John writes in the Book of Revelation, describing the same event which Zechariah had predicted, here in his prophecy. At the end of the seven-year Tribulation, Jesus will return to the earth—with His church, to defeat the waiting armies of the antichrist; and set up the kingdom promised to David’s “house.”[15]

Revelation 19:11-15 Now I saw heaven opened, and behold, a white horse. And He who sat on him was called Faithful and True, and in righteousness He judges and makes war. His eyes were like a flame of fire, and on His head were many crowns. He had a name written that no one knew except Himself. He was clothed with a robe dipped in blood, and His name is called The Word of God. And the armies in heaven, clothed in fine linen, white and clean, followed Him on white horses. Now out of His mouth goes a sharp sword, that with it He should strike the nations. And He Himself will rule them with a rod of iron. He Himself treads the winepress of the fierceness and wrath of Almighty God.

The term: “clouds of heaven,” as used here in Daniel Chapter 7, is an Old Testament intimation that is defined in the New Testament as a gathering of believers. When Paul wrote about the essence of faith in Hebrews Chapter eleven, as he begins chapter twelve; he tells us that there is a great “cloud of witnesses” in heaven, who are watching our progress here on earth as believers. The idea here is that those who have already gone on to be with the Lord, observe those who remain on the earth. These spectators from heaven are watching our progress as we struggle and grow in our trust and walk with the Lord.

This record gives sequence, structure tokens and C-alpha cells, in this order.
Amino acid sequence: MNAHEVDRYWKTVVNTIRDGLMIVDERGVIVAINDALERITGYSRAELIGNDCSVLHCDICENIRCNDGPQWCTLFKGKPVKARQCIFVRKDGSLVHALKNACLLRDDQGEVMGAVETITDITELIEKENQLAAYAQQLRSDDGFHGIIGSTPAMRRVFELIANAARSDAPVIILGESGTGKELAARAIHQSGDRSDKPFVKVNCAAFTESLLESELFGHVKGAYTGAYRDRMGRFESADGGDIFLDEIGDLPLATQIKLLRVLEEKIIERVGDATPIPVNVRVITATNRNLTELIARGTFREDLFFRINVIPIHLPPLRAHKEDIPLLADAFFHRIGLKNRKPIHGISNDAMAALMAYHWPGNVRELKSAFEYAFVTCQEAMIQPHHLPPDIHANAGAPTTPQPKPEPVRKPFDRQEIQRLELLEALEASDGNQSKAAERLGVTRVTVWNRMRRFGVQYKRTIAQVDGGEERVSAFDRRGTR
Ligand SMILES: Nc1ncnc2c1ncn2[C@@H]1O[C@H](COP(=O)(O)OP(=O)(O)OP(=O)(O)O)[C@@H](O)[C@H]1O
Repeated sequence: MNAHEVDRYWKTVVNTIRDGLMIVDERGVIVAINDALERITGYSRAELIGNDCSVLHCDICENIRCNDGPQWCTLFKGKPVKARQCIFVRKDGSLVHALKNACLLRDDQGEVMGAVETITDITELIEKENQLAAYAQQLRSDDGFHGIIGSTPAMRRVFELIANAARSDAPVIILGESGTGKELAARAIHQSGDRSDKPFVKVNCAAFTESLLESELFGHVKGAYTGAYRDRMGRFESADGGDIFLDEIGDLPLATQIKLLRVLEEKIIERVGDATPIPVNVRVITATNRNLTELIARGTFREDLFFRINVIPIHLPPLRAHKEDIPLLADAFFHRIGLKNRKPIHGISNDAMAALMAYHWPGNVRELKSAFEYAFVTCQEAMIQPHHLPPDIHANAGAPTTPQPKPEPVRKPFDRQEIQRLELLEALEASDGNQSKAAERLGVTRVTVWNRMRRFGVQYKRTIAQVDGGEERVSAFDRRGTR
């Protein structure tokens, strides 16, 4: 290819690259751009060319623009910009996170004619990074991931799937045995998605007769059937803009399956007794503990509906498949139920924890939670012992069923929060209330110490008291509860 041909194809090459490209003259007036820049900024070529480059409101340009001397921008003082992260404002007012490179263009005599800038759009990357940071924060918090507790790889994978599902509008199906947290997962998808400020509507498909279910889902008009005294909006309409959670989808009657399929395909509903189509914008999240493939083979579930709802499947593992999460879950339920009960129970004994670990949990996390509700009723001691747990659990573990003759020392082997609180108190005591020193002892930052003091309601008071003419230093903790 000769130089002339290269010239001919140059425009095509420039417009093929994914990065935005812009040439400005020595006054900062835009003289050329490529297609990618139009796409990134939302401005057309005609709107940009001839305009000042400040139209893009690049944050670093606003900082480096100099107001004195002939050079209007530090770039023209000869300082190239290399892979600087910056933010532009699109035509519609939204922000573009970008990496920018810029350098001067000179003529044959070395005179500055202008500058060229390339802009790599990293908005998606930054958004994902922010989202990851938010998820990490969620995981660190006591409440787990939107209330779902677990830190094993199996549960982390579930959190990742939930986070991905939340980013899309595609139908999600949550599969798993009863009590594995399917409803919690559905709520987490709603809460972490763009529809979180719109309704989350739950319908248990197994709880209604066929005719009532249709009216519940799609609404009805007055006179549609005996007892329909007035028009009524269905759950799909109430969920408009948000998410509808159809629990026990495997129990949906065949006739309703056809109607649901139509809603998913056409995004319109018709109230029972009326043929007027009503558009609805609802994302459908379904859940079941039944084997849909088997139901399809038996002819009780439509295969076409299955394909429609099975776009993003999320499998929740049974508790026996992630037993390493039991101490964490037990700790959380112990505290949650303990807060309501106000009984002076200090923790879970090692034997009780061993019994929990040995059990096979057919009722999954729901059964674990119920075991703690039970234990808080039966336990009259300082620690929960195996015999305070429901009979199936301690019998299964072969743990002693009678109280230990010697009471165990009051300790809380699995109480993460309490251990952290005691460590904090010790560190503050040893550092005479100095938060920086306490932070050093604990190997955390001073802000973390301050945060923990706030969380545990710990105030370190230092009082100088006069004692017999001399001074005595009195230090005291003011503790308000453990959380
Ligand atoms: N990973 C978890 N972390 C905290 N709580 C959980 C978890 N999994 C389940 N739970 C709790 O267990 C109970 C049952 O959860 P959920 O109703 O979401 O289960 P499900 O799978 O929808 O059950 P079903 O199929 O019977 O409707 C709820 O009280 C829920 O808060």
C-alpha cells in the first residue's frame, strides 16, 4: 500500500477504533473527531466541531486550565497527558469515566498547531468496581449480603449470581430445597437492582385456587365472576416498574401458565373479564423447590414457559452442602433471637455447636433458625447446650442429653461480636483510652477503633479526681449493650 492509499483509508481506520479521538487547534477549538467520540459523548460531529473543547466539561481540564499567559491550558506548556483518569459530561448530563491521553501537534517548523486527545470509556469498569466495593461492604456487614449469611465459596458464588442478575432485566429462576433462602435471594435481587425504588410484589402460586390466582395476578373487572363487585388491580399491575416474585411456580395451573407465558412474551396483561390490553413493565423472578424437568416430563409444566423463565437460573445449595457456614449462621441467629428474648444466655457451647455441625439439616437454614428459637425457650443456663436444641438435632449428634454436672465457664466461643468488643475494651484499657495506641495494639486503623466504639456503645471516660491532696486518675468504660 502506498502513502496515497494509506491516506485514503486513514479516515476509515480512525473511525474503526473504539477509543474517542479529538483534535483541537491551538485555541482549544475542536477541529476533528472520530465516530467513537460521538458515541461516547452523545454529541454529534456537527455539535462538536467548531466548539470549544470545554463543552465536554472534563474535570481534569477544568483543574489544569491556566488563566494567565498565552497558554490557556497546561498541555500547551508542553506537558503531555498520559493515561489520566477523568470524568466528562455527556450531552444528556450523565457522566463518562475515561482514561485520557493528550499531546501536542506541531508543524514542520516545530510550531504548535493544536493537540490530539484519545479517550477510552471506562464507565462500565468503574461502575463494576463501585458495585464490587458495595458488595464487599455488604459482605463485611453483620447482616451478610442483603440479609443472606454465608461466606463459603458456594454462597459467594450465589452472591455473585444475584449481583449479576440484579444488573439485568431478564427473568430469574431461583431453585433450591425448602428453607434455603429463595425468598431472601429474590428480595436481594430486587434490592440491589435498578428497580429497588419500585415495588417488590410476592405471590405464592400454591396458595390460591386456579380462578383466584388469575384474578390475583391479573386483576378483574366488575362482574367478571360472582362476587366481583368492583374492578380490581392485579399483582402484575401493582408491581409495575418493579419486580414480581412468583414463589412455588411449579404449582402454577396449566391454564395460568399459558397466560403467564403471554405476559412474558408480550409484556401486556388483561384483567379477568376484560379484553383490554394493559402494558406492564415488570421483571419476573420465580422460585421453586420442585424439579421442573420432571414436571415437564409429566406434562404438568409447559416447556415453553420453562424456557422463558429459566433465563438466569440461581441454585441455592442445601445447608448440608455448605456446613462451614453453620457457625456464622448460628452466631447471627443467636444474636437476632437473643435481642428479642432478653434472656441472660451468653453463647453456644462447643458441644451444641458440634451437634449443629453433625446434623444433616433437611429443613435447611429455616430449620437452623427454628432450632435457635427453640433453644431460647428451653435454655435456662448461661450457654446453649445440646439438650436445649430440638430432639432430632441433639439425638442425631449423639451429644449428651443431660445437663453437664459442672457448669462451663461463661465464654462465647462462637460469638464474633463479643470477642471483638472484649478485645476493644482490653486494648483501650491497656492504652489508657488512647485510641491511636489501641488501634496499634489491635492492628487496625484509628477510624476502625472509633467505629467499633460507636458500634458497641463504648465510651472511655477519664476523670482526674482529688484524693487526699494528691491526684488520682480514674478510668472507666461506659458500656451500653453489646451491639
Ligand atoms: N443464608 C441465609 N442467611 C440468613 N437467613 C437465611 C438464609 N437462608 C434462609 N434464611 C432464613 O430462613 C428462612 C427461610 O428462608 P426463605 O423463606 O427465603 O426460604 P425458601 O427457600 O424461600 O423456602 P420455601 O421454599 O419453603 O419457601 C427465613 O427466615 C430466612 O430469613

Hebrews 12:1 Therefore we also, since we are surrounded by so great a cloud of witnesses, let us lay aside every weight, and the sin which so easily ensnares us, and let us run with endurance the race that is set before us…

When Jesus said that He will be “coming on the clouds of heaven,” it is understood that this is the same cloud of witnesses that Paul spoke of, in the Book of Hebrews. This is what Daniel wrote in his prophecy of the coming Messiah, in chapter seven, verse thirteen. The cloud is a fitting description of what it will look like from the earth, as the Lord returns to earth at the end of the seven-year Tribulation. He will be coming with billions of those who have been Raptured out of the earth before the Tribulation began. Like an approaching storm, far off in the distance; the immensity of this gathering of those who are returning with Jesus to rule over the earth, will look like a great storm cloud.